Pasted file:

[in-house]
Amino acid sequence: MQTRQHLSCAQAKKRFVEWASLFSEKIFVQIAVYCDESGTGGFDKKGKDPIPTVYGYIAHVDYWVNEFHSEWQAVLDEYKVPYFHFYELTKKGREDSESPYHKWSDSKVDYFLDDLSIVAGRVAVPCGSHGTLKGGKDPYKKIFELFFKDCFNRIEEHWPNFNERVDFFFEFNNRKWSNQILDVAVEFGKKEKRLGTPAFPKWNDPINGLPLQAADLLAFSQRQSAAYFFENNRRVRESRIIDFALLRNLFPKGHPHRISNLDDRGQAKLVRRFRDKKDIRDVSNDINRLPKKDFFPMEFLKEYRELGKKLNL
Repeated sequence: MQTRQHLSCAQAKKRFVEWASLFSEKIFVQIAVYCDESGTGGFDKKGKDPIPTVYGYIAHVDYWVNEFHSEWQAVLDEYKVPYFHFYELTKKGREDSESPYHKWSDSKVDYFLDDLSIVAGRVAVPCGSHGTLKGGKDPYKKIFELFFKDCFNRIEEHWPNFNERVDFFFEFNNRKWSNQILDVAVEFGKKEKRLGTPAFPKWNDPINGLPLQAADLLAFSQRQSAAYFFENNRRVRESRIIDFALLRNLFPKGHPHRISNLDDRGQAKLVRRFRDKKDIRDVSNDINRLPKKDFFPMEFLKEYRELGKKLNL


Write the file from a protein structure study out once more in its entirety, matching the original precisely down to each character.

[in-house]
Amino acid sequence: MQTRQHLSCAQAKKRFVEWASLFSEKIFVQIAVYCDESGTGGFDKKGKDPIPTVYGYIAHVDYWVNEFHSEWQAVLDEYKVPYFHFYELTKKGREDSESPYHKWSDSKVDYFLDDLSIVAGRVAVPCGSHGTLKGGKDPYKKIFELFFKDCFNRIEEHWPNFNERVDFFFEFNNRKWSNQILDVAVEFGKKEKRLGTPAFPKWNDPINGLPLQAADLLAFSQRQSAAYFFENNRRVRESRIIDFALLRNLFPKGHPHRISNLDDRGQAKLVRRFRDKKDIRDVSNDINRLPKKDFFPMEFLKEYRELGKKLNL
Repeated sequence: MQTRQHLSCAQAKKRFVEWASLFSEKIFVQIAVYCDESGTGGFDKKGKDPIPTVYGYIAHVDYWVNEFHSEWQAVLDEYKVPYFHFYELTKKGREDSESPYHKWSDSKVDYFLDDLSIVAGRVAVPCGSHGTLKGGKDPYKKIFELFFKDCFNRIEEHWPNFNERVDFFFEFNNRKWSNQILDVAVEFGKKEKRLGTPAFPKWNDPINGLPLQAADLLAFSQRQSAAYFFENNRRVRESRIIDFALLRNLFPKGHPHRISNLDDRGQAKLVRRFRDKKDIRDVSNDINRLPKKDFFPMEFLKEYRELGKKLNL